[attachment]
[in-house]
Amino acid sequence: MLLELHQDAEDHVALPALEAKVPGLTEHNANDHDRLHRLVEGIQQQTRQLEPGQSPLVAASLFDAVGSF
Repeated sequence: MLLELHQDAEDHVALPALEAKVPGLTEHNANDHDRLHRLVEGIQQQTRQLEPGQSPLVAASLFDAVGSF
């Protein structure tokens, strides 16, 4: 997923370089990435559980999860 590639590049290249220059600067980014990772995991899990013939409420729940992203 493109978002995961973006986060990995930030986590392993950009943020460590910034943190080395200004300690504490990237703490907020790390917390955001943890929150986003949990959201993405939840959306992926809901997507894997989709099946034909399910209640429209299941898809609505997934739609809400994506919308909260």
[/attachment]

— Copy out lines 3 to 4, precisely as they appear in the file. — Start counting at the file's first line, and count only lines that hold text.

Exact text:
Repeated sequence: MLLELHQDAEDHVALPALEAKVPGLTEHNANDHDRLHRLVEGIQQQTRQLEPGQSPLVAASLFDAVGSF
């Protein structure tokens, strides 16, 4: 997923370089990435559980999860 590639590049290249220059600067980014990772995991899990013939409420729940992203 493109978002995961973006986060990995930030986590392993950009943020460590910034943190080395200004300690504490990237703490907020790390917390955001943890929150986003949990959201993405939840959306992926809901997507894997989709099946034909399910209640429209299941898809609505997934739609809400994506919308909260």